I witness you standing there
    and my heart aches
    for those who were here
    before.
    They grew here
    green as grass
    and then faded
    and are now dust.

    And I feel
    you have more to say to me
    than ‘Come here, you are loved’,
    though this is what I want to hear.

    You say,
    ‘Open your arms like mine,
    embrace life
    embrace this mystery.’
    The embracing,
    This is what endures.

    [with love, Gillian]

  4. I am so often *cross* about Christianity lately, Ghandi once said ‘I love your Christ but I am not so convinced about your Christians’ or something in that vein.

    I’m no Ghandi but I am a committed Christian, for better or worse, culturally and spiritually.

    In fact I discovered something personally recently- it’s not even a choice I have. Having been raised this way, somewhat imperfectly, the values are ingrained.

    Selfishness, greed, cruelty…anathema to Christians…once we are exposed to the cross, symbol of Jesus’ self-sacrifice and trying to change the world. None of us are the same after. We may try to proceed business-like but life is totally changed.

    And then we get to see people like you Bosco, who have been through the refiner’s fire: knowing God chooses the best of people to demonstrate this. And yet wishing you so much less pain than you have had to bear.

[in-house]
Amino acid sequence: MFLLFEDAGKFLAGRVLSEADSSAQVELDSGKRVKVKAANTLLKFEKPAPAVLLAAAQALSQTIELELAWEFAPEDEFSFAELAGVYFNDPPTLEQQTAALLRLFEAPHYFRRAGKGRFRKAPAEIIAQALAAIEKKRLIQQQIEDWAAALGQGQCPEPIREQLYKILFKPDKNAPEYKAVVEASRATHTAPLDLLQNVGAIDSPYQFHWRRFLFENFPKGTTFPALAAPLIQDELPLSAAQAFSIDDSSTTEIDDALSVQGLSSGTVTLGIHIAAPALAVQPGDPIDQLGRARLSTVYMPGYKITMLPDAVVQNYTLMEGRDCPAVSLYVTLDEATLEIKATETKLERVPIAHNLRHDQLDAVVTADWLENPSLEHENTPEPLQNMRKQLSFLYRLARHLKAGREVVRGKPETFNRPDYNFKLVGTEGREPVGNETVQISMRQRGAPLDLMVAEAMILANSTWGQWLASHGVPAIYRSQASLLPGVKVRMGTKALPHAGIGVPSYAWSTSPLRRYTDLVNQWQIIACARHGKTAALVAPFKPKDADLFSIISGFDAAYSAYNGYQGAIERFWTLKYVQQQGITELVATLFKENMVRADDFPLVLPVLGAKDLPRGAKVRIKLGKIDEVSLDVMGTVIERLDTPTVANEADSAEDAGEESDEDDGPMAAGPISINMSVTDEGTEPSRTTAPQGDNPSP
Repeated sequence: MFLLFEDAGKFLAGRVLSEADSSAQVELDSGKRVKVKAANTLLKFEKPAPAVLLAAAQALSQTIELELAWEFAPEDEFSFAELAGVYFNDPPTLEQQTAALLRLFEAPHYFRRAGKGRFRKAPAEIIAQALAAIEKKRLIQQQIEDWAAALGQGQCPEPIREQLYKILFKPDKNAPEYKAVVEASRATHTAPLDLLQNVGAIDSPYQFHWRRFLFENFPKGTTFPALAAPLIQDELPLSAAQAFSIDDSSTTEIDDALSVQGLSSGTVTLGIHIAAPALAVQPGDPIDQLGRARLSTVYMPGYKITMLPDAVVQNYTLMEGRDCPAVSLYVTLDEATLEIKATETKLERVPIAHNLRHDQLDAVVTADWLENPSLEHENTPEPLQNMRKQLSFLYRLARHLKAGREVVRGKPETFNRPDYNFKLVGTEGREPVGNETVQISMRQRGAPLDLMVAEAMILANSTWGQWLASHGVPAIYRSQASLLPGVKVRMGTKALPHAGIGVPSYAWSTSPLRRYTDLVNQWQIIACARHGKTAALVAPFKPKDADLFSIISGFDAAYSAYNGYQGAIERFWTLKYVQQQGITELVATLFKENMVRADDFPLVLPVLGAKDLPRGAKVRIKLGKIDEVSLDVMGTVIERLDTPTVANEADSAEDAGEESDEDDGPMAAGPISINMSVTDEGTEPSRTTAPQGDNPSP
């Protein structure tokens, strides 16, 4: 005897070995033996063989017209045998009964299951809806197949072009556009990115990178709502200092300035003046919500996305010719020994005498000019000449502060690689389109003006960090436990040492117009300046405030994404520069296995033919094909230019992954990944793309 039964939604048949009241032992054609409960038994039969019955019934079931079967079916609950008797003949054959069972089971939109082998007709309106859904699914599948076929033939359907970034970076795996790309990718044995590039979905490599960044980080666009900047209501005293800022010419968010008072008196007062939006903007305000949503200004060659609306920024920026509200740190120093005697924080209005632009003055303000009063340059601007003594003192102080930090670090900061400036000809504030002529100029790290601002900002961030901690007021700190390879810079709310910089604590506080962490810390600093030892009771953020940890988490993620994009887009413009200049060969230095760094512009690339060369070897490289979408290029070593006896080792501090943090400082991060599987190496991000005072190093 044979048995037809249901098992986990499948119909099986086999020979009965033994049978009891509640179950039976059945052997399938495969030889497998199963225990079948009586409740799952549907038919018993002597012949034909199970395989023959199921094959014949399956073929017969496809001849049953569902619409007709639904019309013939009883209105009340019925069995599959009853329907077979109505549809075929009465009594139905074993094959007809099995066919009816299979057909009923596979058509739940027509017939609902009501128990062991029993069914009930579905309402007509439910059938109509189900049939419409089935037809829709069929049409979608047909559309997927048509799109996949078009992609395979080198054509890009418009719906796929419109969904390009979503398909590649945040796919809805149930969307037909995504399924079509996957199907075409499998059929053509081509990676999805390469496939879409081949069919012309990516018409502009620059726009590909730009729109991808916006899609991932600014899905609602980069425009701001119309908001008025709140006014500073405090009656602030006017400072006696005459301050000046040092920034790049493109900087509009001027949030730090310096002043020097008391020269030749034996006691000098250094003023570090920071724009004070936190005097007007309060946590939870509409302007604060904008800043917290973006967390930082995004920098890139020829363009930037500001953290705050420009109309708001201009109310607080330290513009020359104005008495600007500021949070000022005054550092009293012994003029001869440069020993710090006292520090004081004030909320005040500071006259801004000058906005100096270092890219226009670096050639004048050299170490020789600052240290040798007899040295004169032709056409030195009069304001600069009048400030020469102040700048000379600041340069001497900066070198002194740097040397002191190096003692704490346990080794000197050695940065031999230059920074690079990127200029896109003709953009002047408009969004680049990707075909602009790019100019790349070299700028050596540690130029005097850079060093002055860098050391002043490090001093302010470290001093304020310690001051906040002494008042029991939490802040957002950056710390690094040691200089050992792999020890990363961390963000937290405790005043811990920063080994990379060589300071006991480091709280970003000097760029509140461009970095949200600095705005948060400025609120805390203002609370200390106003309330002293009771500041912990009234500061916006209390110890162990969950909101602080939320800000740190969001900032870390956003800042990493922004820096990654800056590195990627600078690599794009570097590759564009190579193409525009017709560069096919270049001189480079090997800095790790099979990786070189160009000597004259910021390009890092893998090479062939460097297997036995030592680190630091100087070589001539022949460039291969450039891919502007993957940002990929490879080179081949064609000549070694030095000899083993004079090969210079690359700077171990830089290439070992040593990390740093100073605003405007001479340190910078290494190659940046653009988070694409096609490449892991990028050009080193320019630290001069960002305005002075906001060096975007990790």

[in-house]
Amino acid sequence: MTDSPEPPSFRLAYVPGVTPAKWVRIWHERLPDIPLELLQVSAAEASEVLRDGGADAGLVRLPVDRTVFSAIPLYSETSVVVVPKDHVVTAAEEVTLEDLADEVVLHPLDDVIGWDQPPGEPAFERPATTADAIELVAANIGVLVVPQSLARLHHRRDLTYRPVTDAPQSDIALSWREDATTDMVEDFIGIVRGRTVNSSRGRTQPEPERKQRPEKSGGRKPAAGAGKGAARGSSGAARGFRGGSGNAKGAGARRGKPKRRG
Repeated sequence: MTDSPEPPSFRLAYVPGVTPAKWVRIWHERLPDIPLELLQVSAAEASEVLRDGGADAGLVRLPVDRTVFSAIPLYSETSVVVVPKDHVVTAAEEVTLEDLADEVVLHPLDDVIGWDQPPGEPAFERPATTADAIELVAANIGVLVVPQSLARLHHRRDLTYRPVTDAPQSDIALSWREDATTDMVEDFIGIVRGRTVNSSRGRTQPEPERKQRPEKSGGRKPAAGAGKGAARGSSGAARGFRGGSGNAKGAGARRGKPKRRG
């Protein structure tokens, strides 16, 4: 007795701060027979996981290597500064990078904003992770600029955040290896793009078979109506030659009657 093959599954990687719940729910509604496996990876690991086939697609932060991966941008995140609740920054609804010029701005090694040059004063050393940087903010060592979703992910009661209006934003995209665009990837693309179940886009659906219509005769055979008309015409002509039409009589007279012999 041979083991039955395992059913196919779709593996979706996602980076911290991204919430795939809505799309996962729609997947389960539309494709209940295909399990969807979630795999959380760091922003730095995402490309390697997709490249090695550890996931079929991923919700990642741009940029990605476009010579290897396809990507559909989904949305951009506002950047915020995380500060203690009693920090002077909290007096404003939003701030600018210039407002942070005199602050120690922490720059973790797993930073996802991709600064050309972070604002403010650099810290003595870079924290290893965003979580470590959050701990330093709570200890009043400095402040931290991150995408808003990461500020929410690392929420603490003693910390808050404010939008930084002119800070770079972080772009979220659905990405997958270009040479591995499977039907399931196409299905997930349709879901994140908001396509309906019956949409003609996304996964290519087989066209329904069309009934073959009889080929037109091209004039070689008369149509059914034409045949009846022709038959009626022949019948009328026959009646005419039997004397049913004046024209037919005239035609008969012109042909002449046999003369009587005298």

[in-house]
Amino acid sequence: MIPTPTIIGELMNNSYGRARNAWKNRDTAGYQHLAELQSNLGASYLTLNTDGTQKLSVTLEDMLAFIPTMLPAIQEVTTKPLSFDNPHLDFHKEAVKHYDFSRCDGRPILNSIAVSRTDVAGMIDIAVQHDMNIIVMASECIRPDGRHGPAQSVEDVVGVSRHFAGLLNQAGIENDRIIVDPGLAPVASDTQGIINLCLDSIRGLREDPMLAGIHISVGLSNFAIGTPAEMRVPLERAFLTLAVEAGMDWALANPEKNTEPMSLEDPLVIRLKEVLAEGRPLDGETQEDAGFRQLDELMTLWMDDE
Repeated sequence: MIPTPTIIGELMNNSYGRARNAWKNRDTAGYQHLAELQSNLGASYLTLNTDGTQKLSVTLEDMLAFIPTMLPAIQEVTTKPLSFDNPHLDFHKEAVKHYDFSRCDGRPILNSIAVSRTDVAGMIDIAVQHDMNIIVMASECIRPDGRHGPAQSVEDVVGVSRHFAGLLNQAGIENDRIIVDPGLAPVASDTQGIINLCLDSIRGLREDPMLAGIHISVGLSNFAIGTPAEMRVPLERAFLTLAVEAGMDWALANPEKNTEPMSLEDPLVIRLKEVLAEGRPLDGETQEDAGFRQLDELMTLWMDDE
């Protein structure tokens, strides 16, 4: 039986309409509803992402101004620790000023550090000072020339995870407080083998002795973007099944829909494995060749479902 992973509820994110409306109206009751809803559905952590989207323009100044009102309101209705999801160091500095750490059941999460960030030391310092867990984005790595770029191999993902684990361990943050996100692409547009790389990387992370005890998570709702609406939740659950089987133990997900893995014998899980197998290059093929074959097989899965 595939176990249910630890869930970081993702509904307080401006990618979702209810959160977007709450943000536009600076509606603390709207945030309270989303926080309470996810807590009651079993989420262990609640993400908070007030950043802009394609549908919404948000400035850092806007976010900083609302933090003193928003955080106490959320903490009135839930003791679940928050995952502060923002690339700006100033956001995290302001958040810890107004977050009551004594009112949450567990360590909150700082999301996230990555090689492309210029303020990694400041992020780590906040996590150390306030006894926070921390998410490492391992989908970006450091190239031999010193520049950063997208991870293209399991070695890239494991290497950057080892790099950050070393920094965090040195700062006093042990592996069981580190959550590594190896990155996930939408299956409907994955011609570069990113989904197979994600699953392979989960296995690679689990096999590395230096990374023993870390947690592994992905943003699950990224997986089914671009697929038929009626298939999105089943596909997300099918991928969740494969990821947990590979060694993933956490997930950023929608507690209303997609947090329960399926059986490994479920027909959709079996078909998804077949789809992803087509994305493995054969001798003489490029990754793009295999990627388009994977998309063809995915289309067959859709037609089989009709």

Isn’t that what compassion is? ‘I am sorry’ for another’s suffering?

    That’s what the symbol of the crucifix means to me: it’s a complete reminder of how many people sacrifice their own human condition, following Christ, and still manage to move forward with humanity.

    The cross takes us back to all that is important, even though as other people point out here it is so often used as a manipulative symbol down the ages for the exact opposite to Jesus’ wishes, materialism and cruelty.

    When I see a cross or other Christian symbol today I think ‘warning’, because it has to be filtered, goodness or badness.

    But it is goodness I choose to search out- because it is there, despite everything.

    That’s what seeing a cross means to me.

    *

    Lovely poem Gillian.

  5. Tracy, you express what I was trying rather inarticulately to express. Thank you! And thank you Bosco ( or maybe your website’s technical attributes) for enabling total strangers to share ideas, days after your initial post, and be alerted to them via email. I also loved both poems 🙂

  6. Julianne, thanks, you express yourself perfectly.
    *

    The concept of theodicy is where it comes back to: people have been convinced if they can just ‘get it right’ what to believe and do ‘how to live life’ perfectly life will be without suffering.

    That’s not true, that’s not life. That’s not this planet.

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About This Site Welcome to this ecumenical website of resources and reflections on liturgy, spirituality, and worship for individuals and communities. It is run by Rev. Bosco Peters.